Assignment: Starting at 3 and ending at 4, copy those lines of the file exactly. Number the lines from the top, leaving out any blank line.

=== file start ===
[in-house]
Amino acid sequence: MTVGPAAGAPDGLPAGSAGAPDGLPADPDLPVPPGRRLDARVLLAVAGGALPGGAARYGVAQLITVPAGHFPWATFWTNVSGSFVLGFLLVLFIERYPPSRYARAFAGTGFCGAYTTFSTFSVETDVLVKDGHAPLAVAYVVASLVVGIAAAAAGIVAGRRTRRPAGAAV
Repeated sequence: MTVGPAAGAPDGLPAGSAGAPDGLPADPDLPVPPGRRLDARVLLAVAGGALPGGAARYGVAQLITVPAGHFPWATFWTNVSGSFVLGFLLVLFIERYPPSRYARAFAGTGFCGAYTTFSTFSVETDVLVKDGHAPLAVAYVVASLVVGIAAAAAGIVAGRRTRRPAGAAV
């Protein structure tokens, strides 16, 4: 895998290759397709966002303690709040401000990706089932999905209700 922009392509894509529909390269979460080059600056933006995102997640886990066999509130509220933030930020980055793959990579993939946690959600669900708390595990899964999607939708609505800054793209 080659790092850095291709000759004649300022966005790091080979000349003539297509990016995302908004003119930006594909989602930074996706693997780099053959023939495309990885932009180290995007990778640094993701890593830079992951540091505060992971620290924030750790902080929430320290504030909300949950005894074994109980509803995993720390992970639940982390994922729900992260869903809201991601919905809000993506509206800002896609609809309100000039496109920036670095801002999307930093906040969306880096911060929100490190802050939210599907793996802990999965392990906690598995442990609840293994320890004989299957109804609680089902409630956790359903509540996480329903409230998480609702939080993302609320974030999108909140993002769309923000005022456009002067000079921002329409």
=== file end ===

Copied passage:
Repeated sequence: MTVGPAAGAPDGLPAGSAGAPDGLPADPDLPVPPGRRLDARVLLAVAGGALPGGAARYGVAQLITVPAGHFPWATFWTNVSGSFVLGFLLVLFIERYPPSRYARAFAGTGFCGAYTTFSTFSVETDVLVKDGHAPLAVAYVVASLVVGIAAAAAGIVAGRRTRRPAGAAV
């Protein structure tokens, strides 16, 4: 895998290759397709966002303690709040401000990706089932999905209700 922009392509894509529909390269979460080059600056933006995102997640886990066999509130509220933030930020980055793959990579993939946690959600669900708390595990899964999607939708609505800054793209 080659790092850095291709000759004649300022966005790091080979000349003539297509990016995302908004003119930006594909989602930074996706693997780099053959023939495309990885932009180290995007990778640094993701890593830079992951540091505060992971620290924030750790902080929430320290504030909300949950005894074994109980509803995993720390992970639940982390994922729900992260869903809201991601919905809000993506509206800002896609609809309100000039496109920036670095801002999307930093906040969306880096911060929100490190802050939210599907793996802990999965392990906690598995442990609840293994320890004989299957109804609680089902409630956790359903509540996480329903409230998480609702939080993302609320974030999108909140993002769309923000005022456009002067000079921002329409």